It may seem very strange if you haven’t lived somewhere like this but just like anything else you get used to it. I always have TP in my suitcase (and paper towels too) and always have some kind of tissue in my purse.
Have You Learned Anything
Have you learned anything crazy and surprising on your travels? Have you learned anything crazy and surprising from this blog? I could go on and on because there is so much more (cheap medical care, free universities, corrupt governments, government supported community days) that most Americans can’t comprehend.
For me it’s one of the absolutely best things about travel…an eyeopening experience to how the other 96.25% of the world lives. Because get over yourself…the USA is not the center of the universe and we should all try to be more neighborly and interested in our entire planet and the diverse peoples and cultures that make it such a wonderful place.
Don’t give up on travel…we will all hopefully be back traveling again in a few months. Just wash your hands.
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This is a fun, sweet (but totally unrealistic) story of how the Pope and the Dalai Lama decided to take a vacation. I enjoyed this lighthearted story and I think you will too.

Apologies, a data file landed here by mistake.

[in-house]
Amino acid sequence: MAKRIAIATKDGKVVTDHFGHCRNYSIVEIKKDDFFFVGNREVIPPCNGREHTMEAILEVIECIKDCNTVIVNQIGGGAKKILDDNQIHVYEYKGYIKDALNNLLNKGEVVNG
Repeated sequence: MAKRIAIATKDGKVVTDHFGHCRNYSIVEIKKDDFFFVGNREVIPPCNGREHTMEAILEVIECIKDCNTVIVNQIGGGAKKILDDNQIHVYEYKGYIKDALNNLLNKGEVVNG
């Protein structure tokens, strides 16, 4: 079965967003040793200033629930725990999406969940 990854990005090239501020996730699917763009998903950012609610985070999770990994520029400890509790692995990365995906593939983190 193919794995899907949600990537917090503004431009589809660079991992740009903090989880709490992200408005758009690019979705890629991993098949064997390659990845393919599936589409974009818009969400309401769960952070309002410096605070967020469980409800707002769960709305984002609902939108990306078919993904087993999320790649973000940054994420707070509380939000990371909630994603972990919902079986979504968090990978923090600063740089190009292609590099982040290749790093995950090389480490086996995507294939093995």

As the world has been on lockdown for weeks and months, I came coming back to this story and how it must feel to be someone like Pope Francis or the Dalai Lama whose lives are scheduled to the second and there is no control of your own personal time…ever.
Maybe they feel the need to “get away from it all” from time to time? Well in this fictional story that is exactly what happens. Many of the steps that take place to make this spontaneous get-away happen are ridiculous and could never really happen in real life, but that doesn’t mean it’s not a fun story.
I enjoyed the portrayal of both the Pope and the Dalai, even though for me some of the religious and second-coming references were less believeable. And yet, anyone, whether religious or not will find this story a quick and easy read, with laugh out loud escapades as well as deep perspective moments.
****Four Stars for The Delight of Being Ordinary by Roland Merullo.